An examination of reference prices at factory outlet stores

Richard Clodfelter, Deborah Fowler

Research output: Contribution to journalArticlepeer-review

4 Scopus citations


The purposes of this research study were to (1) examine the use of reference prices by one segment of retailing–factory outlet stores and (2) explore related public policy considerations. The researchers found that there was a significant difference between advertised reference prices at factory outlet stores and the regular retail price found in department or specialty stores in the same market. Advertised reference prices in outlets were significantly higher–a 6.2 percent difference. For only two of the product categories studied were differences not significant–housewares and children's apparel. Since these comparative reference prices are not in line with the regular prices at traditional stores, there is a potential for deceptive price claims.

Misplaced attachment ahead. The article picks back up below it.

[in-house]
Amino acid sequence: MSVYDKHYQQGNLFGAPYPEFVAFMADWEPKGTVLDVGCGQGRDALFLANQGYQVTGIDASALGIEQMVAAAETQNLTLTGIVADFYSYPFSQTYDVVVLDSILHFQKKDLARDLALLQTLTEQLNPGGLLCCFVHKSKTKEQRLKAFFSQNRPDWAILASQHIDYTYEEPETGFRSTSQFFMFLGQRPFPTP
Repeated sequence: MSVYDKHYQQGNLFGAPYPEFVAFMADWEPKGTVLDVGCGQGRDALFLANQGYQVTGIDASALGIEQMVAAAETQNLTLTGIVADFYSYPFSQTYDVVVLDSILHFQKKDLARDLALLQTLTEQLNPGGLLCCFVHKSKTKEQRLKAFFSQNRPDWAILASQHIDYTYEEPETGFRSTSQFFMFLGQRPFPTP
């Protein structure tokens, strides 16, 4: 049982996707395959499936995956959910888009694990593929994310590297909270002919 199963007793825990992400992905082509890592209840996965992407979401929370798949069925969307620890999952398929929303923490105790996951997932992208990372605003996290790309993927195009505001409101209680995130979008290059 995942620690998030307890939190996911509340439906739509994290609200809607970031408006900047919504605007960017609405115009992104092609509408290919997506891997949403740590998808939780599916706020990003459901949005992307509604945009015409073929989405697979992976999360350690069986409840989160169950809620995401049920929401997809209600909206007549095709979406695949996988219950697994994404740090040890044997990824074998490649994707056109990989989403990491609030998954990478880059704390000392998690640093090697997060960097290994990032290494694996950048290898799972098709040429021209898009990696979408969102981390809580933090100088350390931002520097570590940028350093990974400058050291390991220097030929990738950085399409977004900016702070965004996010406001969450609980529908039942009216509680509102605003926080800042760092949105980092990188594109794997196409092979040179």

Original languageEnglish
Pages (from-to)135-144
Number of pages10
JournalInternational Review of Retail, Distribution and Consumer Research
Issue number2
StatePublished - Jan 2003


  • Deceptive pricing practices
  • Factory outlet stores
  • Price comparisons
  • Public policy
  • Reference pricing


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